A sewing machine can be an intimidating item for those who are not familiar with its usage and some of the elements of this device that was our grannies’ favorite hobby. Keep the fear away, rescue your machine from that old closet or put it on your Christmas list, find a comfy corner at home, learn how to use it and you’ll become a sewing fan! Let’s learn the basics.
Getting to Know the Machine
When you see a sewing machine for the first time it can be a little bit overwhelming, there are so many little mechanical parts that it could be confusing if you have never used one before, so it is quite important to familiarize yourself with each part of the machine and roughly understand how it works before jumping into the real deal.
Grab your machine’s user’s manual at home and get familiar with it!
Powering it up
Any sewing machine will have two chords. One is the power chord that goes plugged into the wall socket and the other is the foot pedal chord. In most machines, both plugs are close to each other and right next to the on/off switch, usually placed at the right inferior corner of the machine.
The foot pedal
There’s a lot of sewing terminology, so get ready. The foot pedal goes on the floor where you can comfortably reach it with your dominant foot, many low-end machines are pretty basic and don’t have a speed control, in that case learning how to control the pedal is mandatory.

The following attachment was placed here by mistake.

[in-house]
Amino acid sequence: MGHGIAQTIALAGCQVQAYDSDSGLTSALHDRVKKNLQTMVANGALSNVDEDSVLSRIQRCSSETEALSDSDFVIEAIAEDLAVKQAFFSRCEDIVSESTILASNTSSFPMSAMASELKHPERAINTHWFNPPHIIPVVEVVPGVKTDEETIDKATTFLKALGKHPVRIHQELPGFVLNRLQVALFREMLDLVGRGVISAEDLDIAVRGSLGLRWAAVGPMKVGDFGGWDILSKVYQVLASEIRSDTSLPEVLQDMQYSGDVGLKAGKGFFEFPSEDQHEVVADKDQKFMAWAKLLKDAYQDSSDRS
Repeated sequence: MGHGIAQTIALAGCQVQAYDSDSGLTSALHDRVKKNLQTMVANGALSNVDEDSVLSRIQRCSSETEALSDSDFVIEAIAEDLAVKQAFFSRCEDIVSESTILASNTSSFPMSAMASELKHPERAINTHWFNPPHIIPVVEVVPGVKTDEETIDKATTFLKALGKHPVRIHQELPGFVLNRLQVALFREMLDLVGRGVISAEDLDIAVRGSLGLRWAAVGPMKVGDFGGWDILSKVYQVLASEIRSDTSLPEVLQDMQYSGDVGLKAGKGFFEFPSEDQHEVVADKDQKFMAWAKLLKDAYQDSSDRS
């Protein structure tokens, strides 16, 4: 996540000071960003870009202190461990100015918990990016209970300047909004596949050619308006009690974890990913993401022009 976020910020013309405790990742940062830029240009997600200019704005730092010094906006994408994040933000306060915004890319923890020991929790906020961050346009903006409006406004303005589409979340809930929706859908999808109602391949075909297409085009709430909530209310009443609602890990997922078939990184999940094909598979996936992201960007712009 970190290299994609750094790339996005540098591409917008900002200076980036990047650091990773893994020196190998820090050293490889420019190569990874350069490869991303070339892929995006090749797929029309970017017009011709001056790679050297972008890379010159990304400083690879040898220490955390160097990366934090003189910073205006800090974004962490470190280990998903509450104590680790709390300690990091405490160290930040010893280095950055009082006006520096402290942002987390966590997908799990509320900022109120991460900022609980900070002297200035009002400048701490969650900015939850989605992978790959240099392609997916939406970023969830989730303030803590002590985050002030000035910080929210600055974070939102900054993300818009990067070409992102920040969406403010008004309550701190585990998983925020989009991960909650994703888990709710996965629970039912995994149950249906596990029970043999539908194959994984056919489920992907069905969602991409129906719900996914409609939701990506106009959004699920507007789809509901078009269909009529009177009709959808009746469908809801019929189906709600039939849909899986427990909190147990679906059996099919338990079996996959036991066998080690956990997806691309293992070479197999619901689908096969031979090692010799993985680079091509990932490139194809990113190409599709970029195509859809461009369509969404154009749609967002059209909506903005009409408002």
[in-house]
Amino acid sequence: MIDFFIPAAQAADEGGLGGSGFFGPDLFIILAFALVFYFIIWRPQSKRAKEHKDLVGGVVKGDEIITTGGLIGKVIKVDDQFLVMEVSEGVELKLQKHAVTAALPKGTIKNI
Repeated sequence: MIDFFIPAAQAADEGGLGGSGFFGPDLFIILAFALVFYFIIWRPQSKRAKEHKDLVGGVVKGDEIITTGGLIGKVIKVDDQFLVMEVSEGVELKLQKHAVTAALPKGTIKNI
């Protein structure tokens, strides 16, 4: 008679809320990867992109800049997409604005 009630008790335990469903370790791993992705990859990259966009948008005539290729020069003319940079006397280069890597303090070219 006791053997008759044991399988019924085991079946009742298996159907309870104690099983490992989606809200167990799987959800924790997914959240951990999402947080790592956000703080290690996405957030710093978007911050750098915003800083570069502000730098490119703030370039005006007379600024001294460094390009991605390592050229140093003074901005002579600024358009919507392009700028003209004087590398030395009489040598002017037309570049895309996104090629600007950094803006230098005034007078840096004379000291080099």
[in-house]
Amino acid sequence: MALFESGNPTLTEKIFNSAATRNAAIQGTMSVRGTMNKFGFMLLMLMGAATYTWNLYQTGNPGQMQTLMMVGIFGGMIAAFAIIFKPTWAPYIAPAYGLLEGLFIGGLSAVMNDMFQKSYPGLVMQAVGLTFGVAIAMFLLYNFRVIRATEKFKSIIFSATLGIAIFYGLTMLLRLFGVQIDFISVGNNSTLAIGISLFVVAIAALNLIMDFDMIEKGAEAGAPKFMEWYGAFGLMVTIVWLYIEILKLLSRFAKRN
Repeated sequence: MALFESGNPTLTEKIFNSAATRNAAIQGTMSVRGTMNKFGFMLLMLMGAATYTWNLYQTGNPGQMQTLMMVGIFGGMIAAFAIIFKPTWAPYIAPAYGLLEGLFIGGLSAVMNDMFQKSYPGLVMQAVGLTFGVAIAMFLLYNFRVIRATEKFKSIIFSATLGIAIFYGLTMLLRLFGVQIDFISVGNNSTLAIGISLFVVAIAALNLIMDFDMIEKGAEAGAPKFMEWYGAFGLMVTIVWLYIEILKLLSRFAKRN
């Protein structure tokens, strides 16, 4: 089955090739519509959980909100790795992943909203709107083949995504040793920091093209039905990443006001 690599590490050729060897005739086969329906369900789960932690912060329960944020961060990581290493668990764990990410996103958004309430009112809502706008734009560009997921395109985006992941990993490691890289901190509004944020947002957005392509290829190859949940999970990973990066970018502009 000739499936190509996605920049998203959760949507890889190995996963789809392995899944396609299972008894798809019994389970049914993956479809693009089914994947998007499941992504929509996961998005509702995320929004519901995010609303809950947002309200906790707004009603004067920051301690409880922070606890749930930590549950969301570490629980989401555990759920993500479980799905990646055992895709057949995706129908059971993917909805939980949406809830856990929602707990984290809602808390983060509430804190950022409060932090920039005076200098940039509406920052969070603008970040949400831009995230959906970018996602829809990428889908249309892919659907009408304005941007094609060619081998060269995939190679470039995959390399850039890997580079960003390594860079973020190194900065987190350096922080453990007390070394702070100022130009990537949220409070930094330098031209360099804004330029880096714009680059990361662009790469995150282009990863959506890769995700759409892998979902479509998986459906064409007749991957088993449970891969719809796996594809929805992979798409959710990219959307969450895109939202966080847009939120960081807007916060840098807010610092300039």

Right on the front of the machine, there are a lot of knobs with numbers and lines, those are the stitch options the machine can make. Check the user’s manual, in there, there’s a diagram showing how to adjust the knobs and the positions for every type of stitch and the length of it. On top of the machine is a little dial that adjusts the width of the stitch, makes the zigzag stitches big and fat or small and narrow.
The wheel on the side is called the hand wheel, it makes the needle go up and down. Also, you’ll find the reverse stitch lever to sew on reverse, the knob to adjusts the tension of the presser foot (a metal piece that keeps the fabric in place for the needle while you sew, like the one on the picture). Some machines have fun complements like built-in measuring tapes, embroidery features, and even an accessory to sew buttons.
The threading part
This is the tricky part for many seamstresses, how to thread the machine’s needle and the bobbin, check the video links for detailed instructions, it’s easier than it looks and the procedure is similar for any machine model, ancient or new. Once your machine is correctly threaded the sewing can start, it’s highly recommendable to practice on a piece of fabric before beginning any major project, adjust the pedal, get used to the speed, learn how to switch stitches, set all the stitch features and get yourself comfortable with your machine.
Hopefully, this little guide will help some new seamstresses to get familiar with their machines, and maybe the experienced ones get excited about investing in a new one (maybe even a computerized one!).